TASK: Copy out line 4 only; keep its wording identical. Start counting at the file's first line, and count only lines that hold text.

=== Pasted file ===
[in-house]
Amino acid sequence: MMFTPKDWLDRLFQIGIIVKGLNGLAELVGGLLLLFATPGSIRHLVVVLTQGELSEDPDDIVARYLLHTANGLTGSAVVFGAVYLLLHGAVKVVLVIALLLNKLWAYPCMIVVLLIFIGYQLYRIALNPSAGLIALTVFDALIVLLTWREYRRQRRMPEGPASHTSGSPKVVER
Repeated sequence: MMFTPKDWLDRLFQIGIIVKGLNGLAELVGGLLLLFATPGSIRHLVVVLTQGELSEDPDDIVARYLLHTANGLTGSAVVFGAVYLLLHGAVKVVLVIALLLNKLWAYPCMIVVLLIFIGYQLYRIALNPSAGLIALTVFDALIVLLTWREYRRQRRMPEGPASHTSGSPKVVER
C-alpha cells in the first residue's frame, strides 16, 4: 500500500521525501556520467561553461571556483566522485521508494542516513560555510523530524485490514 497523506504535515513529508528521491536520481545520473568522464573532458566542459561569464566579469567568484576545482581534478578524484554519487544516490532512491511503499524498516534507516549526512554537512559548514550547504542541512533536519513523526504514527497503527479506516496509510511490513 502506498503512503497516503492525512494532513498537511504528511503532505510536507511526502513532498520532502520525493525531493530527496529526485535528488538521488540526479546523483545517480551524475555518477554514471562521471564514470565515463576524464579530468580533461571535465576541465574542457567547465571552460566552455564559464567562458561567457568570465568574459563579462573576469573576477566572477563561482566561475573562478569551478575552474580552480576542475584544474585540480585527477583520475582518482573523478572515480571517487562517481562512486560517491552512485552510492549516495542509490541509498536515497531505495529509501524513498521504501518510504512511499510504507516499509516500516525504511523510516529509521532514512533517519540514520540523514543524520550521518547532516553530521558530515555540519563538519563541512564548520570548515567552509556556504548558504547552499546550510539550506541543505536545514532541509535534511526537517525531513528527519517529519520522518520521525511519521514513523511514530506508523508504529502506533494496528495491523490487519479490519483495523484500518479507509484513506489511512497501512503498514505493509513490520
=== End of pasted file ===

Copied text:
C-alpha cells in the first residue's frame, strides 16, 4: 500500500521525501556520467561553461571556483566522485521508494542516513560555510523530524485490514 497523506504535515513529508528521491536520481545520473568522464573532458566542459561569464566579469567568484576545482581534478578524484554519487544516490532512491511503499524498516534507516549526512554537512559548514550547504542541512533536519513523526504514527497503527479506516496509510511490513 502506498503512503497516503492525512494532513498537511504528511503532505510536507511526502513532498520532502520525493525531493530527496529526485535528488538521488540526479546523483545517480551524475555518477554514471562521471564514470565515463576524464579530468580533461571535465576541465574542457567547465571552460566552455564559464567562458561567457568570465568574459563579462573576469573576477566572477563561482566561475573562478569551478575552474580552480576542475584544474585540480585527477583520475582518482573523478572515480571517487562517481562512486560517491552512485552510492549516495542509490541509498536515497531505495529509501524513498521504501518510504512511499510504507516499509516500516525504511523510516529509521532514512533517519540514520540523514543524520550521518547532516553530521558530515555540519563538519563541512564548520570548515567552509556556504548558504547552499546550510539550506541543505536545514532541509535534511526537517525531513528527519517529519520522518520521525511519521514513523511514530506508523508504529502506533494496528495491523490487519479490519483495523484500518479507509484513506489511512497501512503498514505493509513490520